Opening Bell: US Futures, European Stocks Bounce Back; Gold, Oil Slip

London (Oc 29)  Europe shares opened higher and US futures rebounded this morning, shaking off the negative sentiment permeating Asian markets as the worst month for equity investors since the 2008 financial crisis heads to a close. Yields on US Treasurys dropped, but so did the yen and gold, weighed down by a stronger dollar, painting a mixed picture for safe-haven assets.

The STOXX Europe 600 edged higher, within a four-day consolidation, as it tries to form a bottom above 350.00. Banks led the advance, riding the coattails of HSBC Holdings' (LON:HSBA) earnings results, which handily beat expectations.

Meanwhile, the euro rebound seen on Friday wavered after Chancellor Angela Merkel's coalition government took a beating in local elections on Sunday. Both leading parties, the Christian Democrats and the Social Democrats, lost around 11 percent, while the Greens and the far-right Alternative for Germany gained ground—with the latter entering the assembly of the Hesse state for the first time. Political headwinds were exacerbated when French Finance Minister Bruno Le Maire warned the eurozone would be ill-equipped to face a new economic crisis. The single currency deepened a plunge since a failed rally two-and-half weeks ago, solidifying a supply-demand reversal since Wednesday.

Futures for the S&P 500, Dow and NASDAQ 100 crawled higher, with SPX contracts bouncing back after a six-hour fall. Overall, S&P 500 futures are on a downtrend line since Thursday morning, steeper than the rate of decline posted after the S&P 500’s slide from the October 3 all-time high of 2,944.75

During the Asian session, most regional stocks slipped lower on heightened volatility stemming from Friday’s tech rout, while bargain hunters provided support. China’s Shanghai Composite underperformed, falling 2.18 percent. Hong Kong's Hang Seng, however, managed to avert a fifth-day decline after HSBC Holdings posted a better-than-expected 28 percent growth in third-quarter profits, helping the index close 0.38 percent higher. Australia's S&P/ASX 200 outperformed (1.11 percent) gaining across the board. Financials and materials stocks helped the Aussie index seal its biggest daily advance in almost two weeks.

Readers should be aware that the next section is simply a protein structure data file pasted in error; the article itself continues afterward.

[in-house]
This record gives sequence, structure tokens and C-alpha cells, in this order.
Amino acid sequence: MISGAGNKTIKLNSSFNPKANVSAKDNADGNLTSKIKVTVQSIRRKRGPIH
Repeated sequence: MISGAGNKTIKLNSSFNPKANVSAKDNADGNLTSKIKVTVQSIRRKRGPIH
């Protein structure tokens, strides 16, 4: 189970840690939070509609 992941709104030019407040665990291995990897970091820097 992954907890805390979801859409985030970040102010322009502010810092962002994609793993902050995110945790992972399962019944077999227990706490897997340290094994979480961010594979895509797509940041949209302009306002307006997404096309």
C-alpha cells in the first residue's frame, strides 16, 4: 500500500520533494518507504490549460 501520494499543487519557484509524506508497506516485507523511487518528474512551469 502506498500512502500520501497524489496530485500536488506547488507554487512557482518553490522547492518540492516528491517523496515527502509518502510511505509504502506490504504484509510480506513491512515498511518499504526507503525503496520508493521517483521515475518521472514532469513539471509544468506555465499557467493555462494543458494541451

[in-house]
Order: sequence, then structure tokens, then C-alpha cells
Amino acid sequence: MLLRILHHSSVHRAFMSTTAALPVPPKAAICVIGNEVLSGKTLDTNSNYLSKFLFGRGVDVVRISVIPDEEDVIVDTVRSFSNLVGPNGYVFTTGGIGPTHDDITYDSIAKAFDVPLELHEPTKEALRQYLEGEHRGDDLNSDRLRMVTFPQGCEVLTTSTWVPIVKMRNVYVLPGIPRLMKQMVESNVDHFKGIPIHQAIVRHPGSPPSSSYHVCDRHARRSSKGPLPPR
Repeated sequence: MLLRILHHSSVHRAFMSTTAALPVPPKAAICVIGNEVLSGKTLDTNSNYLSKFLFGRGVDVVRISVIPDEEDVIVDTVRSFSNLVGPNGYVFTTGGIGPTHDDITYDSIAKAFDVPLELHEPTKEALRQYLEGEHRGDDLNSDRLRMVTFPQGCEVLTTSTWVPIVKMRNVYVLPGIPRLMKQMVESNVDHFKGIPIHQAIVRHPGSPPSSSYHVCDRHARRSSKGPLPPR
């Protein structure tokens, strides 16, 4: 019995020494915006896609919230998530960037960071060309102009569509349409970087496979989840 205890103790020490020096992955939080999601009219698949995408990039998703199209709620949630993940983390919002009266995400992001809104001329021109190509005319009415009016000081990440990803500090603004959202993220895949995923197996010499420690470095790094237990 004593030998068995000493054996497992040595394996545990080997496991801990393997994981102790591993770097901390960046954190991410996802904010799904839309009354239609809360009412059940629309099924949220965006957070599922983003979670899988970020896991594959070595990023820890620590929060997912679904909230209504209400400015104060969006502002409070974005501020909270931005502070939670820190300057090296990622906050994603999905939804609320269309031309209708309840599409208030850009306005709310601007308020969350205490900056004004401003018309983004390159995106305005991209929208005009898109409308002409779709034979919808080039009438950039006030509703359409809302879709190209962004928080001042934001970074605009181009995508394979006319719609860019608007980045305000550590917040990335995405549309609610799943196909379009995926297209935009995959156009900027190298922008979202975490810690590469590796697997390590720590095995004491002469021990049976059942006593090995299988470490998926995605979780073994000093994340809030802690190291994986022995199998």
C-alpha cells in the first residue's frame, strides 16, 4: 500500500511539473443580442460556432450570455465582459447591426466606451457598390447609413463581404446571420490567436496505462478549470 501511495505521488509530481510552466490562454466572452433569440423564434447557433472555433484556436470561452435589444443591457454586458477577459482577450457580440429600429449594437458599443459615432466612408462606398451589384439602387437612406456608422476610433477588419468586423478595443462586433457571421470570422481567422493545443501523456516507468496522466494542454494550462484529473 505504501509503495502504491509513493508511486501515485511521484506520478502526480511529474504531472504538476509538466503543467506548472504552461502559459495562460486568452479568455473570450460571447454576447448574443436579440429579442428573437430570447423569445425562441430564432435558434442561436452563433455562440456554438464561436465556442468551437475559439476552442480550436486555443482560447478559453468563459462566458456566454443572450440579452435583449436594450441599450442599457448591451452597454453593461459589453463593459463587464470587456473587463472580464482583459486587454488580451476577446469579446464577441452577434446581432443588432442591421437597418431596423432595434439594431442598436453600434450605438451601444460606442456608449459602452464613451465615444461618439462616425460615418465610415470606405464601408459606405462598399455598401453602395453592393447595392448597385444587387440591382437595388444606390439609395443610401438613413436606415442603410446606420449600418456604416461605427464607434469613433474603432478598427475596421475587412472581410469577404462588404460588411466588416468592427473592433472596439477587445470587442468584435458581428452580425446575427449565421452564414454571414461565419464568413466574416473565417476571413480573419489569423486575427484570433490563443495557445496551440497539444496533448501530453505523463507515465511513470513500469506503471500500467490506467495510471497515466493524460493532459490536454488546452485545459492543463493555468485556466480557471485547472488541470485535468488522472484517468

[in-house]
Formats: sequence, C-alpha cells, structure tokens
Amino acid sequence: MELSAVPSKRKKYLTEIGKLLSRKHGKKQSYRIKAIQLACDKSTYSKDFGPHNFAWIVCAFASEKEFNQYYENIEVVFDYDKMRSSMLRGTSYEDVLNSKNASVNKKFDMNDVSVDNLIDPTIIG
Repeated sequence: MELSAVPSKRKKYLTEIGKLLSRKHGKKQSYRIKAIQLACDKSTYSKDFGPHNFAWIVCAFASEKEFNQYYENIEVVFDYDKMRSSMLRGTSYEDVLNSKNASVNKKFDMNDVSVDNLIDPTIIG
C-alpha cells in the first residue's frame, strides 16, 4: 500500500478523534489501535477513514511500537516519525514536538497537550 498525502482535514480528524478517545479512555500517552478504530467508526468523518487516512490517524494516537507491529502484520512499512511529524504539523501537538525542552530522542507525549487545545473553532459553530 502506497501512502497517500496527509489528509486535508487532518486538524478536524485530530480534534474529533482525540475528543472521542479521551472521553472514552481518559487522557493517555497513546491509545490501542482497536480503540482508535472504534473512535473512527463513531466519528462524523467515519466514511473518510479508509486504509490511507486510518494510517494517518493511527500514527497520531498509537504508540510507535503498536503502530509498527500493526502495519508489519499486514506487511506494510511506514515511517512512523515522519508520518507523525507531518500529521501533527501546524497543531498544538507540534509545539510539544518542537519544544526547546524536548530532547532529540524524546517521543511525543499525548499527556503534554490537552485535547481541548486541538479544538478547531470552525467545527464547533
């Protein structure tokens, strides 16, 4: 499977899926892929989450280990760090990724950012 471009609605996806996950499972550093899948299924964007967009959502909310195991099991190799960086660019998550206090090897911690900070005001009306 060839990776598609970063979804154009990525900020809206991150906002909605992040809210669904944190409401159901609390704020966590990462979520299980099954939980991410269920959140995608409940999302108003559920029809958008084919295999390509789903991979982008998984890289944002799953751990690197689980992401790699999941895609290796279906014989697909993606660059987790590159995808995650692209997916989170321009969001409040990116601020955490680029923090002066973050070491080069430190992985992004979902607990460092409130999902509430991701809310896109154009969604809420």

Global Financial Affairs

On Friday, US stocks experienced one of the most volatile days of the year, as trade headwinds and the removal of the most accommodative monetary policy in history continued to pressure equity markets. The S&P 500 temporarily joined the NASDAQ Composite and the Russell 2000 in corrective territory as investors rotated out of stocks and into safe-haven assets after Amazon (NASDAQ:AMZN) and Alphabet (NASDAQ:GOOGL) fell on softer guidance, despite having beat earnings estimates. Shares later rebounded after GDP data confirmed an intact growth path.

It is noteworthy that, despite better-than-expected economic data, investors were not willing to commit to positions over the weekend. While corporate earnings remained strong, investors—and perhaps company executives—are yielding to sentiment. Therefore, the supply-demand balance has shifted into a downtrend in the mid-term.

While the JPY and gold dropped against the strengthening dollar, demand for Treasuries surged, pushing 10-year yields to test the lowest level since the beginning of the month. Technically, yields entered a short-term downtrend after falling below the October 11 trough on Wednesday. The 3.026-September trough is the next test.

Oil prices ticked lower, ending a three-day advance, on both dollar strength and investors' risk-off mood. Technically, the price is forming a rising flag, bearish with a downside breakout after a decline, such as the one from under $77. Note, the flag’s position, after the price fell below the uptrend line since November 2017 for the first time.

Investing.com

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